Can you find the way to San Jose with Cook’s map alternatives?

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Apple’s Tim Cook did the unthinkable Friday by not only apologizing for Apple Maps but recommending that users check out alternatives.

In fact, Apple has gone and added a section to to the “Featured” tab of its iPhone App Store that says “Find maps for your iPhone.” If you tap it, the section lists more than a dozen alternatives to Apple’s Maps app.

But Cook singled out a few free maps in his apology letter Friday morning, and we took a look at them. Here’s how they stacked up during our trials.


Bing - The only thing worse than Apple Maps

The very first app listed by Cook is Bing, and I really have no idea why. Bing is Microsoft’s app for its search engine and not a dedicated map app. To use the map feature of the app, you have to go into a subsection, and once there, you’ll find this app isn’t very useful. From some light testing, I found the app inaccurate and lacking many of the features its peers have. On top of that, the Bing app hasn’t yet updated to take full advantage of the larger iPhone 5 screen.

MapQuest - Still kicking and still useful

Once the king of online maps, MapQuest is now a shell of what it used to be, but its iOS app can still be helpful. The app is good for driving directions and also provides voice navigation. Besides that, you can see live traffic, live traffic camera views and you can even see gas prices. You can also add more than one stop to your route.

The cons? The app is a little ugly and grainy throughout, and it’s not yet updated for iPhone 5. Also, there’s no public transportation support.

Waze - Relies on crowd-sourcing for live updates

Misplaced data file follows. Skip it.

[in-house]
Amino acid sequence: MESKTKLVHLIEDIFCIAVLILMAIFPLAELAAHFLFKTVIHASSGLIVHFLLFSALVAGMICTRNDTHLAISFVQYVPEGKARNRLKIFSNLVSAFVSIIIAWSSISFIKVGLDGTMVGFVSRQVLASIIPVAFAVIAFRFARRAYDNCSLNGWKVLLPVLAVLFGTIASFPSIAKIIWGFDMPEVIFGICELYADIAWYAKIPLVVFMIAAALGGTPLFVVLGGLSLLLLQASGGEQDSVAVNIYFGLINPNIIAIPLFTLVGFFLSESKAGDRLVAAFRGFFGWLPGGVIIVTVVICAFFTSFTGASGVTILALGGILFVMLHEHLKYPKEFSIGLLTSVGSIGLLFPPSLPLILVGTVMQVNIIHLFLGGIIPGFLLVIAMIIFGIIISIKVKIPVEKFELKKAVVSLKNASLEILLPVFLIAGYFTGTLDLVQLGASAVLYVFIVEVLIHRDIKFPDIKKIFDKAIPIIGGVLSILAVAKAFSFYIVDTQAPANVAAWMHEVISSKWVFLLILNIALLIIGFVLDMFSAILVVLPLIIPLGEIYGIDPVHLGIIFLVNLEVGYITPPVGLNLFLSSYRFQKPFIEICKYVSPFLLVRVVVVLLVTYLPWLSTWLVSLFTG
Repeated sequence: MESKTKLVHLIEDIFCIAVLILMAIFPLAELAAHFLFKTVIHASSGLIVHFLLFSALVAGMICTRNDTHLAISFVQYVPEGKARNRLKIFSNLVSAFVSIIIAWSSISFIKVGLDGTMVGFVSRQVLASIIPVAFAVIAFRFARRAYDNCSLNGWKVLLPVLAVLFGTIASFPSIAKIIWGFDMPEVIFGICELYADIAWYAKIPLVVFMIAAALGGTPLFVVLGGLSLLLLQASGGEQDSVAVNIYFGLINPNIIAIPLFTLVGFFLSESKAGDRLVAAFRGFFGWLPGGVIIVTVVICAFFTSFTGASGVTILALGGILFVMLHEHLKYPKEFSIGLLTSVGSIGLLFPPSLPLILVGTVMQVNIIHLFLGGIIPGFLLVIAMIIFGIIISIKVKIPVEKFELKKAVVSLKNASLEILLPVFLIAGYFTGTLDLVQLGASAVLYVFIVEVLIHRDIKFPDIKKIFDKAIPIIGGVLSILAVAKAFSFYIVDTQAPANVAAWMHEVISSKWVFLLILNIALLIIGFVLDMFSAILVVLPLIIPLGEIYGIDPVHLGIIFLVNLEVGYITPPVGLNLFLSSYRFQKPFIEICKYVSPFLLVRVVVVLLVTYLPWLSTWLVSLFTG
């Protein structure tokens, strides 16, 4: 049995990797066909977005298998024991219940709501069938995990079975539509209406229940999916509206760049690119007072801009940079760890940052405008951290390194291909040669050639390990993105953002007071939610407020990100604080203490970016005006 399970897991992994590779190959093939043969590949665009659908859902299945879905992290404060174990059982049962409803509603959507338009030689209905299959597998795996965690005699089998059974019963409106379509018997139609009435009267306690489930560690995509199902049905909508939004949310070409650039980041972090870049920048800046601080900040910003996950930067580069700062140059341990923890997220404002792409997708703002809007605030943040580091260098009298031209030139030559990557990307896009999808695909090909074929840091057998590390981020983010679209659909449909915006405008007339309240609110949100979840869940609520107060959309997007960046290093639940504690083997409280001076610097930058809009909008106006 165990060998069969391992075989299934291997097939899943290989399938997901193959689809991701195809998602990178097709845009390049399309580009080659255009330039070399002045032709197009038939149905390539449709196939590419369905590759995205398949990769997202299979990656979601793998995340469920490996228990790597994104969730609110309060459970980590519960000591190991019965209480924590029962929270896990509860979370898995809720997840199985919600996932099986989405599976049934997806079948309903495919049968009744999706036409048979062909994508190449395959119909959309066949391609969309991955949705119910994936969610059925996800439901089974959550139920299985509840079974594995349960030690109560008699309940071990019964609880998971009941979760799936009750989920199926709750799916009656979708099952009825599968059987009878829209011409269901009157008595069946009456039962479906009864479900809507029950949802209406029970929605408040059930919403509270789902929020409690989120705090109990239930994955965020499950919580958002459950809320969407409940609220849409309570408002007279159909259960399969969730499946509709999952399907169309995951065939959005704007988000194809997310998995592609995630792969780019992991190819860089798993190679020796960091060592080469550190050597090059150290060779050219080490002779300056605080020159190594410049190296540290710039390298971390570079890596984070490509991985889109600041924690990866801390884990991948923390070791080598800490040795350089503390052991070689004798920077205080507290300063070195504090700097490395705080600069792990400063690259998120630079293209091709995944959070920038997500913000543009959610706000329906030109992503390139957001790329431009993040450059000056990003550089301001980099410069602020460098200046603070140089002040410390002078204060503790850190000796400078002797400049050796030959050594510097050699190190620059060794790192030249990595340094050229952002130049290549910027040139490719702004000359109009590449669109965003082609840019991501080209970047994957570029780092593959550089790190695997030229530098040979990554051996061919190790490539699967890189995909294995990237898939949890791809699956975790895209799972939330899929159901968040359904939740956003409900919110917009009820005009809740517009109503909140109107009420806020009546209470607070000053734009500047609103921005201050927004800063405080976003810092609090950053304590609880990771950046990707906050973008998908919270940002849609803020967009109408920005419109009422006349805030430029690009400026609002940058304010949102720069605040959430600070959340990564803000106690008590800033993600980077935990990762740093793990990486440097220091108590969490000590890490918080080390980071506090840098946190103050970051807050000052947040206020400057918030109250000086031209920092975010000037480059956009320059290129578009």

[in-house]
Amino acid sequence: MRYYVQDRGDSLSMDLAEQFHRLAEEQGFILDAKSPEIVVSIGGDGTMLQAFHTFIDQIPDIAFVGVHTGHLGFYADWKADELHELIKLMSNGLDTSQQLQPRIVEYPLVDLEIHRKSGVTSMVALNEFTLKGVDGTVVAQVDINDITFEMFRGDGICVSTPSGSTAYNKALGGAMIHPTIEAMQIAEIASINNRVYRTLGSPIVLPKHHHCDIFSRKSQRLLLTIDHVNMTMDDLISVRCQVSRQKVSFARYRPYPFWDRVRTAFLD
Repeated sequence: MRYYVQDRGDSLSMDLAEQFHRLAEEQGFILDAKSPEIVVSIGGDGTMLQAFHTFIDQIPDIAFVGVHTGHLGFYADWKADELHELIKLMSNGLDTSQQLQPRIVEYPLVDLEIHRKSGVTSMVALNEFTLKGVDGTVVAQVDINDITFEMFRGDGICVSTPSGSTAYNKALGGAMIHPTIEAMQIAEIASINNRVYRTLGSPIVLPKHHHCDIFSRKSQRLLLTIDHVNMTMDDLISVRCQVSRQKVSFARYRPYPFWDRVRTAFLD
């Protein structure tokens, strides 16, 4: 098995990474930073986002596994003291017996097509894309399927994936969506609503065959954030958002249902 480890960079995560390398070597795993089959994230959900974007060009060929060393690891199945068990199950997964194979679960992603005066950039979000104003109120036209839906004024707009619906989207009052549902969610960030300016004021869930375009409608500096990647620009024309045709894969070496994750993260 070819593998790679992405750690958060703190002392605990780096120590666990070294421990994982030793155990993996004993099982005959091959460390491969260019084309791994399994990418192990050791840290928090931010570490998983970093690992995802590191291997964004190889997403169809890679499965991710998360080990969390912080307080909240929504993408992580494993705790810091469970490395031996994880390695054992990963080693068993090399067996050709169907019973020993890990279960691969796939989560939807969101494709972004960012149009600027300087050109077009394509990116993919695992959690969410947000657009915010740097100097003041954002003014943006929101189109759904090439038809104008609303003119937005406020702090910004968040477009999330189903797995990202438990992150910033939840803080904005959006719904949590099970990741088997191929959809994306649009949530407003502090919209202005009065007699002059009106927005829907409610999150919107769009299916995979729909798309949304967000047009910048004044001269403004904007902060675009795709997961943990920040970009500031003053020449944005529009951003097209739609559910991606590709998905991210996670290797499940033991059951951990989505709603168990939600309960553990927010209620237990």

Waze is another helpful map app, and it relies on crowd-sourcing to provide live updates on traffic and any hazards that might slow you down. Waze also features voice navigation and gives you gas price updates. It’s also capable of multi-stop routes.

Its flaws? Waze is also a little grainy and not yet updated for the iPhone 5’s screen. There’s also no public transportation support. And besides that, some people may not like Waze’s map view. The app ditches the traditional bird’s eye view used by most maps and gives you an angled look.

Nokia Maps - Has everything you could want

Nokia Maps isn’t actually a native app, so to use it, you first have to open a browser and get to the Web app, which can be quickly done by Googling “Nokia Maps.” Once there, you can add a bookmark to your iPhone menu that looks like an app by clicking the middle icon at the bottom of Safari that has an arrow coming out of a box. You’ll see an option that says “Add to Home Screen,” which is what you want to tap.

As for the app itself, Nokia Maps is actually pretty helpful. The app features live traffic as well as public transportation information. It also takes advantage of the iPhone 5’s full screen because it’s browser-based. And surprisingly, it’s capable of providing voice navigation in the sound of a British man.

Our only issue with Nokia Maps? We weren’t able to find a way to add more than one stop to routes.


Google Maps - An old faithful

Just like Nokia Maps, Google Maps is actually a Web app that you access through a browser but can be added to your iPhone menu.

The app itself is good ol’ trustworthy Google Maps, so you know the kind of information you’ll be getting. You can add multiple locations, see live traffic, get public transportation routes and even get bike routes.

What’s the catch? We couldn’t find a way to activate voice navigation, so it probably doesn’t have it. Also, it seems you can either see your route or see a list of directions, but you can’t see both at the same time.

Our verdict

Besides Bing, which shouldn’t even be considered a map app, any of the above alternatives are great choices.


But if I had to pick just one, I’d go with Nokia Maps. The app seemed to have everything a good map app should have nowadays, and come on, who doesn’t like driving directions spoken in a British accent?


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